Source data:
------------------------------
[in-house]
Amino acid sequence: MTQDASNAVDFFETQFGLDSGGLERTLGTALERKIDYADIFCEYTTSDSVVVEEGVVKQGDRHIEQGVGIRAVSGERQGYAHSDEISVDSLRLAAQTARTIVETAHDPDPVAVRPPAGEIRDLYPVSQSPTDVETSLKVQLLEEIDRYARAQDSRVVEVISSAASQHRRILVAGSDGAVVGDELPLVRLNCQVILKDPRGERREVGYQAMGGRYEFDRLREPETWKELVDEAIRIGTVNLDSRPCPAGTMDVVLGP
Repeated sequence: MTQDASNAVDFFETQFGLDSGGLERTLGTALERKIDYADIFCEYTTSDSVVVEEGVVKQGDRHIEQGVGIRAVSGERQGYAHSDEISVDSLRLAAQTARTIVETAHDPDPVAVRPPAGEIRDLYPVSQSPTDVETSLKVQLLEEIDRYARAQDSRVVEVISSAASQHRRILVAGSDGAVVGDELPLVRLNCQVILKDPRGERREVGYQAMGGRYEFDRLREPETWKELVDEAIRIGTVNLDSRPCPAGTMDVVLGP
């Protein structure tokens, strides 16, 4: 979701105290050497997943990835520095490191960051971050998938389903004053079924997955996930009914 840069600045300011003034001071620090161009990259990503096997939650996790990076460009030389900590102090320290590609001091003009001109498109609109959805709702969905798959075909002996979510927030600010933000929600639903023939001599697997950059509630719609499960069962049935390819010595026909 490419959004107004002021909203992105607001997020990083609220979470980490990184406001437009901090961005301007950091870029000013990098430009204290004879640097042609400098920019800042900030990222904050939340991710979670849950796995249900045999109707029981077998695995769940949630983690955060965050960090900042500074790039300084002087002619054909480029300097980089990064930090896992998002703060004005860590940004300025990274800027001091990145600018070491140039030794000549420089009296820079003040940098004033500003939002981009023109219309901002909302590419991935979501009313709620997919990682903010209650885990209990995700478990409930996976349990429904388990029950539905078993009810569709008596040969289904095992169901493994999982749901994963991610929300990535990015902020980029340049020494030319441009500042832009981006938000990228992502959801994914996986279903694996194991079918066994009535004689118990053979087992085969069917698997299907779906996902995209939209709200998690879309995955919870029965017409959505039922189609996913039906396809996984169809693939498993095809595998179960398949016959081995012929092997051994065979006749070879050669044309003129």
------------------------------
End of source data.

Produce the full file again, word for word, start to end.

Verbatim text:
[in-house]
Amino acid sequence: MTQDASNAVDFFETQFGLDSGGLERTLGTALERKIDYADIFCEYTTSDSVVVEEGVVKQGDRHIEQGVGIRAVSGERQGYAHSDEISVDSLRLAAQTARTIVETAHDPDPVAVRPPAGEIRDLYPVSQSPTDVETSLKVQLLEEIDRYARAQDSRVVEVISSAASQHRRILVAGSDGAVVGDELPLVRLNCQVILKDPRGERREVGYQAMGGRYEFDRLREPETWKELVDEAIRIGTVNLDSRPCPAGTMDVVLGP
Repeated sequence: MTQDASNAVDFFETQFGLDSGGLERTLGTALERKIDYADIFCEYTTSDSVVVEEGVVKQGDRHIEQGVGIRAVSGERQGYAHSDEISVDSLRLAAQTARTIVETAHDPDPVAVRPPAGEIRDLYPVSQSPTDVETSLKVQLLEEIDRYARAQDSRVVEVISSAASQHRRILVAGSDGAVVGDELPLVRLNCQVILKDPRGERREVGYQAMGGRYEFDRLREPETWKELVDEAIRIGTVNLDSRPCPAGTMDVVLGP
């Protein structure tokens, strides 16, 4: 979701105290050497997943990835520095490191960051971050998938389903004053079924997955996930009914 840069600045300011003034001071620090161009990259990503096997939650996790990076460009030389900590102090320290590609001091003009001109498109609109959805709702969905798959075909002996979510927030600010933000929600639903023939001599697997950059509630719609499960069962049935390819010595026909 490419959004107004002021909203992105607001997020990083609220979470980490990184406001437009901090961005301007950091870029000013990098430009204290004879640097042609400098920019800042900030990222904050939340991710979670849950796995249900045999109707029981077998695995769940949630983690955060965050960090900042500074790039300084002087002619054909480029300097980089990064930090896992998002703060004005860590940004300025990274800027001091990145600018070491140039030794000549420089009296820079003040940098004033500003939002981009023109219309901002909302590419991935979501009313709620997919990682903010209650885990209990995700478990409930996976349990429904388990029950539905078993009810569709008596040969289904095992169901493994999982749901994963991610929300990535990015902020980029340049020494030319441009500042832009981006938000990228992502959801994914996986279903694996194991079918066994009535004689118990053979087992085969069917698997299907779906996902995209939209709200998690879309995955919870029965017409959505039922189609996913039906396809996984169809693939498993095809595998179960398949016959081995012929092997051994065979006749070879050669044309003129």